“The heart of a woman, needs like his, it’s as simple as this,” she explains.

Next up is the fabulous single Love Never Fails, a mid-tempo gem with an almost dancey feel to it. You can tell Kathie Lee believes every word and sings with such bombastic passion at times it’s hard not to just join it!

Reason Enough follows the pattern of the first few tracks – Kathie is obviously pretty loved up and she’s totally into this slice of schmaltz, I just love it. We’re coming up for mid way through and Kathie pulls out all the stops for this version of In This Life, which has also been recorded by Bette Midler and Westlife!

Always Been You is another lovely one, a few beats add a bit of interest, as do the backing singers who help Kathie out on the choruses, in less skilful hands this would be bland filler, but from Kathie’s fair lips this is just sublime, although not the most memorable track on the album by any means.

“What’s happening, inside of me? I’ve never felt this way, baby,” sings Kathie as she opens her next stellar mid-tempo slice of pop perfection, I Don’t Wanna Say Goodbye. Much like the other songs on the album, this is relaxing but not unengaging pop at its best, perhaps a little dreamier and soulful than the tracks that have gone before.

I don’t like Make My Day too much; it’s a bit to saccharine even for this album!

Heartache Heartache sees Kathie Lee don a cowboy hat and a pair of leather chaps to lay the law down to a low down good for nothin’ man that dares to crack on to her, no doubt at some dodgy rodeo or cowgirl bar! Kathie rips him another one in this country classic that sadly never was.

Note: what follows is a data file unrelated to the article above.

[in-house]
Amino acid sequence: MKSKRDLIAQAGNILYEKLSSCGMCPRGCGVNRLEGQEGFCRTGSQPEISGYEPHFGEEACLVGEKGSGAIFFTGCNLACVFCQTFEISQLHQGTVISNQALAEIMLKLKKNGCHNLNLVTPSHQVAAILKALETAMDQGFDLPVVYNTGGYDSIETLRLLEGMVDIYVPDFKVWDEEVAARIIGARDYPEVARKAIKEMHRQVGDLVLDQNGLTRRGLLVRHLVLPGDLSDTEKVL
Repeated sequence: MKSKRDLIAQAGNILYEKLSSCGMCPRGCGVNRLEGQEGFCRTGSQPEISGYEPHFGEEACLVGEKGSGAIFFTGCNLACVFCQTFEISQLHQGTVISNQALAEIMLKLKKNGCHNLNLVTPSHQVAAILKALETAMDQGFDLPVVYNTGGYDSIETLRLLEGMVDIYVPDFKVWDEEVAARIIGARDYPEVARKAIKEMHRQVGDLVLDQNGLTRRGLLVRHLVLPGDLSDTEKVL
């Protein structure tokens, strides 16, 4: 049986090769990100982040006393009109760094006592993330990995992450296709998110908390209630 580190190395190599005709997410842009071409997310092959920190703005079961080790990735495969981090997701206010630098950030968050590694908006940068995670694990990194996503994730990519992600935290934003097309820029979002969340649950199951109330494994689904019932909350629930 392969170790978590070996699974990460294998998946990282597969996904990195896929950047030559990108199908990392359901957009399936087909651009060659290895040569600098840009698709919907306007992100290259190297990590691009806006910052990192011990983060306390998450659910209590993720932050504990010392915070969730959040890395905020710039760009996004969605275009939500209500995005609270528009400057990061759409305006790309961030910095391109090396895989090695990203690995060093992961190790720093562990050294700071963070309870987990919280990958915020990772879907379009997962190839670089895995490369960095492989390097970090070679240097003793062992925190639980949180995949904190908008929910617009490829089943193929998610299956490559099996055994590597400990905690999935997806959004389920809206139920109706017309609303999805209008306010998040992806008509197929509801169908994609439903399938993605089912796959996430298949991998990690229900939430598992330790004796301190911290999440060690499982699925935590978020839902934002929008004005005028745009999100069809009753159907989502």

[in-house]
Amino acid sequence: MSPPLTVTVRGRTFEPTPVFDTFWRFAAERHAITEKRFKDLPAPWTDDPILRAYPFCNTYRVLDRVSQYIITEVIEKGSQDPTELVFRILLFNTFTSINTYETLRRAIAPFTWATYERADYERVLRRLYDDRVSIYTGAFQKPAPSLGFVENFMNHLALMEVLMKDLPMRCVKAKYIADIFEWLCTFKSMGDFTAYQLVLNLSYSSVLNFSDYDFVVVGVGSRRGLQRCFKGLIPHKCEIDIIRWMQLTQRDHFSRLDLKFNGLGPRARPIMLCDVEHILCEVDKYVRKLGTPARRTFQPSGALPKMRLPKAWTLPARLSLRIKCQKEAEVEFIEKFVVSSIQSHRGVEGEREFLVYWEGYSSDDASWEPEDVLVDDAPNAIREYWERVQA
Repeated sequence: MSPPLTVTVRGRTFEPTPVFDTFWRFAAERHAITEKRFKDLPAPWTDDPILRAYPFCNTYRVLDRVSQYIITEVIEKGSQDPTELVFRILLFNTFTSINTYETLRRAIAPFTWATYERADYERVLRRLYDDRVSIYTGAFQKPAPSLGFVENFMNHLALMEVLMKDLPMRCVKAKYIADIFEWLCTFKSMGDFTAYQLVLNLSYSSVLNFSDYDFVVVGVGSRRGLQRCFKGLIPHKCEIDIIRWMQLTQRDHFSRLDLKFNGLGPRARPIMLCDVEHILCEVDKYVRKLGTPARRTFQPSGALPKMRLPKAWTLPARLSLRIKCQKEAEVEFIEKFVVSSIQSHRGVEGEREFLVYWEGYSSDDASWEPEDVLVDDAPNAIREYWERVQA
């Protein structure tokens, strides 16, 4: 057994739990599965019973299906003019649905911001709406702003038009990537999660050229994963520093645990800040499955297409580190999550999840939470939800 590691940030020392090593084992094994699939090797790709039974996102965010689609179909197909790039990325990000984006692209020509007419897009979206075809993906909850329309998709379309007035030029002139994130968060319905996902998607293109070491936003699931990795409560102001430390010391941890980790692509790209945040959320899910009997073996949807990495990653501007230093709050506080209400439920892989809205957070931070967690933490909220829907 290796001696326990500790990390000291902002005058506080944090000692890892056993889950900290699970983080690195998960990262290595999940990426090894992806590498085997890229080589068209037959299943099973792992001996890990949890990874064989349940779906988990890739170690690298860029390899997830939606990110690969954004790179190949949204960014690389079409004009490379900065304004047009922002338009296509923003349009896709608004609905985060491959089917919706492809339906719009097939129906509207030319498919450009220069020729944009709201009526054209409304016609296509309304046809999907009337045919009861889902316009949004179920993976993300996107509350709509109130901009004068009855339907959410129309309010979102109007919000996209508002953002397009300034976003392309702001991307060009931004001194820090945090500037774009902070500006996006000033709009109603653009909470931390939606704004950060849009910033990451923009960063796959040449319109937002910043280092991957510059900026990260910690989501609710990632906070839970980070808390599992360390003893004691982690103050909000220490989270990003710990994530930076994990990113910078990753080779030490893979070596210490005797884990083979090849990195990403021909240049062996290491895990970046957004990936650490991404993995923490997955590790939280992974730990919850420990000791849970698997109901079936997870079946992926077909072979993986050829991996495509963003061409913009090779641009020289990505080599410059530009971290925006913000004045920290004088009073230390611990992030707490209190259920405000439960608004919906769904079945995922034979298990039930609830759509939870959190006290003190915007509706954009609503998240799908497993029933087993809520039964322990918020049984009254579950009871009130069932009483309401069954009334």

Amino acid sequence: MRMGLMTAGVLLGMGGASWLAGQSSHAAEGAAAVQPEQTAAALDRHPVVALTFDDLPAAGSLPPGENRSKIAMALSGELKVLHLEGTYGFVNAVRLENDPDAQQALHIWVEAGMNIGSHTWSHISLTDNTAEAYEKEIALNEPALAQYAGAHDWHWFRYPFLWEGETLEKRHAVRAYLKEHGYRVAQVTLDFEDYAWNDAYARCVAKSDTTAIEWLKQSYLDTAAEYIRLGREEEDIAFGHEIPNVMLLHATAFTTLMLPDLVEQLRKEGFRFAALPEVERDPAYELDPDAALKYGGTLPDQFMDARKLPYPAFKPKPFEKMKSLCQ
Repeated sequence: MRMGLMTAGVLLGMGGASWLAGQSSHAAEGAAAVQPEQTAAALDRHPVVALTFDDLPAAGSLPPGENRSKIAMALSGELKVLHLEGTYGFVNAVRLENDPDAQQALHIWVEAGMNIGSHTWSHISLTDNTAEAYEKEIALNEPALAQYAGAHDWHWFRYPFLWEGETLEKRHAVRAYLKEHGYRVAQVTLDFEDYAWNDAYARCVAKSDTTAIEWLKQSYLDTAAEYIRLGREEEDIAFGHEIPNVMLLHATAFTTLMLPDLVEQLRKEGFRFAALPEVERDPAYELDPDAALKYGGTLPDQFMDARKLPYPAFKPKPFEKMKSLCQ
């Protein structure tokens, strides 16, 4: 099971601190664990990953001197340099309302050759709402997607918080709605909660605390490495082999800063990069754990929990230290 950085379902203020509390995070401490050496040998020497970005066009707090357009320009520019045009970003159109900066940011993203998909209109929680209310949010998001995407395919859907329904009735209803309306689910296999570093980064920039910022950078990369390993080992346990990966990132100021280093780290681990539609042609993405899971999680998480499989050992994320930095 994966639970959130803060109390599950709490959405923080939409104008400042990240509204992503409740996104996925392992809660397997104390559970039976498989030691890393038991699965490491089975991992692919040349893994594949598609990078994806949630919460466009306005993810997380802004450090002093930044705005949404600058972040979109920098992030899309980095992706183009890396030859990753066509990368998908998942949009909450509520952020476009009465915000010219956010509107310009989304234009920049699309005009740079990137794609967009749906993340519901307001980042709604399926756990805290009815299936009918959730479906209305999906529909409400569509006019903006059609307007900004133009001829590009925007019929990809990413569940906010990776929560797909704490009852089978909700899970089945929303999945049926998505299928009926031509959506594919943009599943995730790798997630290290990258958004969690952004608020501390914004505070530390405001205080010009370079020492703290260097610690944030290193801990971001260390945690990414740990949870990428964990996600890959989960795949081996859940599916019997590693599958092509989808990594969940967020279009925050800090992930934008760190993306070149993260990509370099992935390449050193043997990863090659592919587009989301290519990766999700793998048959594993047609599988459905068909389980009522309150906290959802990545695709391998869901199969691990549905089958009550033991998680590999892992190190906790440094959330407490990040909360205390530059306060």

“You’re trouble with a capital ‘T’, you’re nothing but a heartache for me!” Roars Kathie!
This is easily my highlight of this CD, I just love it, I wish I had Kathie’s gutsy chops! She should write one of her ropey musicals based around this song alone, I’d go!

We Don’t Make Love Anymore is so sad; I wonder what inspired this sincere exploration of the concept of a man not fulfilling his husbandly duties? Surely nobody would dare to deny Kathie a bit of action, not after hearing Heartache Heartache, anyway. Girl can throw down!

If Only Then Was Now closes the original tracks on the album, it loyally follows the pattern of much of what has gone before.

An absolute gem rewards all those who stick it out till the end, a Soul Solution remix of The Hardest Part closes the album and its easily the best mix those guys ever did! It would’ve been massive had Universal not pulled the plug after the album absolutely tanked the US, poor Kathie Lee. After years of recording Christian pop and fading ever closer into obscurity Kathie returned to daytime TV to co-host the Today Show in early 2008 to great success. Those with good memories will remember Kathie’s run in with human rights campaigners in 1996 when she was exposed for allegedly exploiting thousands of children in South American sweatshops who were making items for her trashtastic clothing line for Walmart. Kathie should have been forced to send the kiddies this CD as compensation, it’s that good!

11 January 2009

Toyah - Minx

Toyah is best known in the UK for her string of early 80’s hits; most notably It’s A Mystery – a post punk/pop kitsch classic that has become her signature tune. Other hits included I Want To Be Free and Thunder In The Mountains – all Top 5 hits in 1981. Moving forward 4 years, and Toyah had a new label – Portrait/CBS, and had undergone a synth-pop makeover!

The end result was the album Minx, produced by Christopher Neil, best known for his work with Sheena Easton. Minx is one of my all time favourite records; it’s patchy, and horribly dated in the best possible way. My personal favourites are the amazingly over the top opening track – Soldier of Fortune (Terrorist of Love)l; check out some of the lyrics:

“In my dreams there's a sleeping hunger
The instincts of a hunter
We raise our fists as one to the power of the gun!